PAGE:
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INT’L – WILDLIFE – No to a hunting law which allows ‘firing at will’

We receive two serious alarming scientific signals about the loss of our biodiversity. All the studies show that our species are rapidly disappearing. Switzerland has a Red List of species on the verge of extinction. We must do everything we can to preserve these species. But several of them are hunted. One can think, for example of the woodcock, which this amended law fails to protect despite it being on the Red List.

The question that we must ask is why continue to kill this bird? Does it damage agriculture? No. Does it damage human infrastructure? No. Do sales of this bird generate vital income for some sections of the population? No. So why? For the pleasure of it. It would almost make us smile if it were not so absurd. We criticise Africans for killing elephants but in reality, we are no better. Under the revised hunting law, it will be possible to kill a species even when it has not yet caused damage or harm. This is something very new because before, one had to demonstrate that there had been damage — and significant damage — to obtain authorisation to shoot. That will no longer be the case. On the other hand, the government can broaden the list of animals concerned without referring to the parliament. This is a major denial of democracy.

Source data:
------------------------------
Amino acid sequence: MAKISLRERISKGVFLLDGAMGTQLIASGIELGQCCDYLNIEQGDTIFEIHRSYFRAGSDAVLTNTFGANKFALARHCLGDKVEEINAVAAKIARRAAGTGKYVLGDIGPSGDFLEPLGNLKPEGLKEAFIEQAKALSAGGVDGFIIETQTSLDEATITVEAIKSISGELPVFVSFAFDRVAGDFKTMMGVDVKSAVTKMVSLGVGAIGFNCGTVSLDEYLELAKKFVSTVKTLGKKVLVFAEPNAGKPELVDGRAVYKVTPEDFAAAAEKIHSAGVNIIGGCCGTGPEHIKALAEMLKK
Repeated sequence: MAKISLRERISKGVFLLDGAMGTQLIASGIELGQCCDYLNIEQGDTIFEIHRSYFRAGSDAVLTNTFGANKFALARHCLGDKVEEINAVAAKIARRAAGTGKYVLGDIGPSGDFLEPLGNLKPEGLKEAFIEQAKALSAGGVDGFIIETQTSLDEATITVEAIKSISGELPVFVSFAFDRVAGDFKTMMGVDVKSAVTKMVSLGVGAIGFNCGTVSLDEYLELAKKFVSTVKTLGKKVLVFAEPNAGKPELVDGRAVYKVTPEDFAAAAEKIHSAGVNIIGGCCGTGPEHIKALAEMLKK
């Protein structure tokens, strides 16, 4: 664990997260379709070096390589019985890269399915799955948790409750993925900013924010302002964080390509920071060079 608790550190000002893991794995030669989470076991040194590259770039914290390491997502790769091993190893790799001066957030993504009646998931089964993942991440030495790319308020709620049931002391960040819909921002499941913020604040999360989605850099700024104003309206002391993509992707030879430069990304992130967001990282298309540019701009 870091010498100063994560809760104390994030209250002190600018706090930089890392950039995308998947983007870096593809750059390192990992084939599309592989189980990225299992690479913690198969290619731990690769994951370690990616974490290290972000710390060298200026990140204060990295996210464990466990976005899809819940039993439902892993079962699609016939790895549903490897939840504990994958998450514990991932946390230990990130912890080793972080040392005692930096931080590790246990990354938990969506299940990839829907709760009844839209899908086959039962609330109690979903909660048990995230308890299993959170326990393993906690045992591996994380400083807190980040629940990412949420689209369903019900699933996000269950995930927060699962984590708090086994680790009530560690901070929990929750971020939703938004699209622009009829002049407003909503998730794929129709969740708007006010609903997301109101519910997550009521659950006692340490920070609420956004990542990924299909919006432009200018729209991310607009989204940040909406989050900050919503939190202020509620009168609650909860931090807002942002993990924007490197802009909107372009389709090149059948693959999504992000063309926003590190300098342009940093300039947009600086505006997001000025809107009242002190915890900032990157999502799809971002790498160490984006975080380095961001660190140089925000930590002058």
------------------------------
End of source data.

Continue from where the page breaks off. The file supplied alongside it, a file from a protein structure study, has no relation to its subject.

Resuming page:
If you are wondering which animals may be impacted, the parliamentary debates give you some idea. Among others, they mention the lynx, the swan, and the beaver. In what way do these animals bother us?

The lynx certainly eats game which cannot be killed by hunters, but it is above all a powerful ally for foresters. By stopping the proliferation of deer that feed on new growth, it contributes greatly to the health of the forest. The swan, which sometimes defecates in fields close to the lake, causes minimal problems for farmers. The beaver can create dams and modify local areas of the riverbed. In building its territory, its presence is generally accompanied by an increase in the biodiversity of the area. Once again, in the context of the loss of biodiversity, it is at the very least curious to accept killing these animals, which contribute to the overall balance, for a few minor infractions. And I remind you that they can be killed even before they have caused a single problem.  [full article]

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